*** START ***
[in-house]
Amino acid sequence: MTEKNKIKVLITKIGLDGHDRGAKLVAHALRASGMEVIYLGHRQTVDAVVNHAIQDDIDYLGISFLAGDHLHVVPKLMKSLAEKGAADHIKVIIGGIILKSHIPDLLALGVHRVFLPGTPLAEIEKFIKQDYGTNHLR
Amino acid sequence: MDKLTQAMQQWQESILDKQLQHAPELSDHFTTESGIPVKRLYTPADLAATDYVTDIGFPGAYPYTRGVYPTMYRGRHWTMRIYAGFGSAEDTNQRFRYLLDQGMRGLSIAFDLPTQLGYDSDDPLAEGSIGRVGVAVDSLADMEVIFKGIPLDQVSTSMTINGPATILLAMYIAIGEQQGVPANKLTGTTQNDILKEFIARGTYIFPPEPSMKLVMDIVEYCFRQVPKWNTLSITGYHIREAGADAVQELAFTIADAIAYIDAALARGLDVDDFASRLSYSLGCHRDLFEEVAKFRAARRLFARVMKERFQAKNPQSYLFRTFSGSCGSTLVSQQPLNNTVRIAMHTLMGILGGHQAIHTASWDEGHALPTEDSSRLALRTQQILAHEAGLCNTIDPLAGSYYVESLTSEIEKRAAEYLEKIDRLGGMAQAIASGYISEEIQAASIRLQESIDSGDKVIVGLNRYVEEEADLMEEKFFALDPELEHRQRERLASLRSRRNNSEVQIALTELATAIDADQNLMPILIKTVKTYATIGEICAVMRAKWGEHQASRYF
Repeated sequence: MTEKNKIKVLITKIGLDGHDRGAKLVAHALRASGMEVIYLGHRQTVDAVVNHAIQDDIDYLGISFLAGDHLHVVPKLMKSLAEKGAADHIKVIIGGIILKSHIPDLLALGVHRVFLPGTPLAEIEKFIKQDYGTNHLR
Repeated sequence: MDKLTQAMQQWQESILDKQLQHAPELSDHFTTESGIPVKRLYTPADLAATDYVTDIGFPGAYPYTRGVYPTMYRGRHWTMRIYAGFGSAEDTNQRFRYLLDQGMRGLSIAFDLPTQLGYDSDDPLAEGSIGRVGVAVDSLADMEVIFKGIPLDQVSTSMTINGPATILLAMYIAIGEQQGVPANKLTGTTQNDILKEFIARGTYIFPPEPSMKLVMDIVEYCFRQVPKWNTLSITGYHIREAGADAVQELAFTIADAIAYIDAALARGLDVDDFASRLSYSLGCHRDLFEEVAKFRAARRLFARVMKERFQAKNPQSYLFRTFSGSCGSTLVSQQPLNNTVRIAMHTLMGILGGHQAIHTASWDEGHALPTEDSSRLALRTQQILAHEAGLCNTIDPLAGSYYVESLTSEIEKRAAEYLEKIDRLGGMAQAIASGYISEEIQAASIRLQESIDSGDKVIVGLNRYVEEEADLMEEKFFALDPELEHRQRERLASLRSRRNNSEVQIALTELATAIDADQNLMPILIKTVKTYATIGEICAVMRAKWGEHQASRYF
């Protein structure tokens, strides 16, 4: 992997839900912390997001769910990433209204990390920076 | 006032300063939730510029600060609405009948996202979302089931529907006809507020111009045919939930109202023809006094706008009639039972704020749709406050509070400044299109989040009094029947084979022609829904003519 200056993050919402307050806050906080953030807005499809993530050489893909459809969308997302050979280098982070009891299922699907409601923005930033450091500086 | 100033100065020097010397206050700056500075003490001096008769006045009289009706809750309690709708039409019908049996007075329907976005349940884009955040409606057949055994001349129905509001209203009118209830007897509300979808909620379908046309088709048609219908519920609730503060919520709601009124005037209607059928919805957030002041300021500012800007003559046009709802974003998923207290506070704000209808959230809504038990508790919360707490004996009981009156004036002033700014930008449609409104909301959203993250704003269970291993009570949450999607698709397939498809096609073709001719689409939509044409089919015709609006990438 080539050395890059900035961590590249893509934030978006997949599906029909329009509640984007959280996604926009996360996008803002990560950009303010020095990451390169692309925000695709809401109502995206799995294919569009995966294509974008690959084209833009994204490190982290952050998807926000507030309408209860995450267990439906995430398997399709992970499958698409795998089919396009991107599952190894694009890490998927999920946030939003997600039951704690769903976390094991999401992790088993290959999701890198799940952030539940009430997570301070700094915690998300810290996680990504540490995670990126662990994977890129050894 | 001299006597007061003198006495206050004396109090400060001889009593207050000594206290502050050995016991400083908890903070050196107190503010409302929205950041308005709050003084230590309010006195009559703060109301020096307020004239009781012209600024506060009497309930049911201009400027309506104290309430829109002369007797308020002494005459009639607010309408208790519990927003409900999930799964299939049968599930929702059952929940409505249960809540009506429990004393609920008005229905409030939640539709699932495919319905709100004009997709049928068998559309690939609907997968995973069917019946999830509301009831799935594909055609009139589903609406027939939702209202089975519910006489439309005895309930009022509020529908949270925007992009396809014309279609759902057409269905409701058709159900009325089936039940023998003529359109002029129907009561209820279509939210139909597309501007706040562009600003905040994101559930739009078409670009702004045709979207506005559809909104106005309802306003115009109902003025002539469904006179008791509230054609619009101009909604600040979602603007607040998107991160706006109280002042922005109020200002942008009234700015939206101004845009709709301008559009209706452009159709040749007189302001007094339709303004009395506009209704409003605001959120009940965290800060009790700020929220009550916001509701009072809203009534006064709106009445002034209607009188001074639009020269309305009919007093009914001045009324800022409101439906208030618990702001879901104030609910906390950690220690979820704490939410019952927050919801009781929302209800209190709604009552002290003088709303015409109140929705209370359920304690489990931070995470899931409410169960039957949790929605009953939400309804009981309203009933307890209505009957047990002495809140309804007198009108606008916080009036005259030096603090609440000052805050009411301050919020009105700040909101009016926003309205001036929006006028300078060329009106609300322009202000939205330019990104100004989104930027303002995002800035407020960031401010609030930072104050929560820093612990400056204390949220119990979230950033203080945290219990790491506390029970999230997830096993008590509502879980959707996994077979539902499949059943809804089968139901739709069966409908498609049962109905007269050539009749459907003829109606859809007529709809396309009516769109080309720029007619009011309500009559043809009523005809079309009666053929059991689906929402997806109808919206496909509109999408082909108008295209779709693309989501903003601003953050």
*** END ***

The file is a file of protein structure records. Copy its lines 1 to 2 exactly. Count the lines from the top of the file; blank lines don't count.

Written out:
[in-house]
Amino acid sequence: MTEKNKIKVLITKIGLDGHDRGAKLVAHALRASGMEVIYLGHRQTVDAVVNHAIQDDIDYLGISFLAGDHLHVVPKLMKSLAEKGAADHIKVIIGGIILKSHIPDLLALGVHRVFLPGTPLAEIEKFIKQDYGTNHLR